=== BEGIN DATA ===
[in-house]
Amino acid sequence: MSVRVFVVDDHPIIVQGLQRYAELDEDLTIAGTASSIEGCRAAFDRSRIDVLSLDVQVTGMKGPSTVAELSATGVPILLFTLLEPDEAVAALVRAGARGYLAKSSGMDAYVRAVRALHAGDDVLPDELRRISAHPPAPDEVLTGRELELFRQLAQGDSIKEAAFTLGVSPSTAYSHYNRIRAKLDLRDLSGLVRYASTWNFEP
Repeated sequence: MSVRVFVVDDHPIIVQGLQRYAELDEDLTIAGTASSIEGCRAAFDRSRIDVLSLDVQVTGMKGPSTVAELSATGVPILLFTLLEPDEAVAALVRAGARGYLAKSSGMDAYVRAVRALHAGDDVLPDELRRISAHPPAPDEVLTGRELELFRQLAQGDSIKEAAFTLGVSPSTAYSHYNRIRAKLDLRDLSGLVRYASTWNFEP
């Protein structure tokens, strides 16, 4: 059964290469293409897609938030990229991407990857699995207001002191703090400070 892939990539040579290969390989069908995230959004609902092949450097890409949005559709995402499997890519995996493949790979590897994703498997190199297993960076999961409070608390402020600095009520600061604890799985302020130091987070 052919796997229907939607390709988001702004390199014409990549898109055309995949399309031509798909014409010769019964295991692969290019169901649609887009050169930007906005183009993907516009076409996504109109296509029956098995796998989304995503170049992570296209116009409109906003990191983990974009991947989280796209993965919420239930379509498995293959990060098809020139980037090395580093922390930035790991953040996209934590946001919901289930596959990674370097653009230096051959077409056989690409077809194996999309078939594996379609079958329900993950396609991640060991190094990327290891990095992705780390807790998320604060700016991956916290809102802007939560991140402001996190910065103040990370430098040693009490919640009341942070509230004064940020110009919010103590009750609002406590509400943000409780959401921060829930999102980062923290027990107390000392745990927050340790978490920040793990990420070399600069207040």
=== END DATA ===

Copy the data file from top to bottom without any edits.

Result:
[in-house]
Amino acid sequence: MSVRVFVVDDHPIIVQGLQRYAELDEDLTIAGTASSIEGCRAAFDRSRIDVLSLDVQVTGMKGPSTVAELSATGVPILLFTLLEPDEAVAALVRAGARGYLAKSSGMDAYVRAVRALHAGDDVLPDELRRISAHPPAPDEVLTGRELELFRQLAQGDSIKEAAFTLGVSPSTAYSHYNRIRAKLDLRDLSGLVRYASTWNFEP
Repeated sequence: MSVRVFVVDDHPIIVQGLQRYAELDEDLTIAGTASSIEGCRAAFDRSRIDVLSLDVQVTGMKGPSTVAELSATGVPILLFTLLEPDEAVAALVRAGARGYLAKSSGMDAYVRAVRALHAGDDVLPDELRRISAHPPAPDEVLTGRELELFRQLAQGDSIKEAAFTLGVSPSTAYSHYNRIRAKLDLRDLSGLVRYASTWNFEP
């Protein structure tokens, strides 16, 4: 059964290469293409897609938030990229991407990857699995207001002191703090400070 892939990539040579290969390989069908995230959004609902092949450097890409949005559709995402499997890519995996493949790979590897994703498997190199297993960076999961409070608390402020600095009520600061604890799985302020130091987070 052919796997229907939607390709988001702004390199014409990549898109055309995949399309031509798909014409010769019964295991692969290019169901649609887009050169930007906005183009993907516009076409996504109109296509029956098995796998989304995503170049992570296209116009409109906003990191983990974009991947989280796209993965919420239930379509498995293959990060098809020139980037090395580093922390930035790991953040996209934590946001919901289930596959990674370097653009230096051959077409056989690409077809194996999309078939594996379609079958329900993950396609991640060991190094990327290891990095992705780390807790998320604060700016991956916290809102802007939560991140402001996190910065103040990370430098040693009490919640009341942070509230004064940020110009919010103590009750609002406590509400943000409780959401921060829930999102980062923290027990107390000392745990927050340790978490920040793990990420070399600069207040």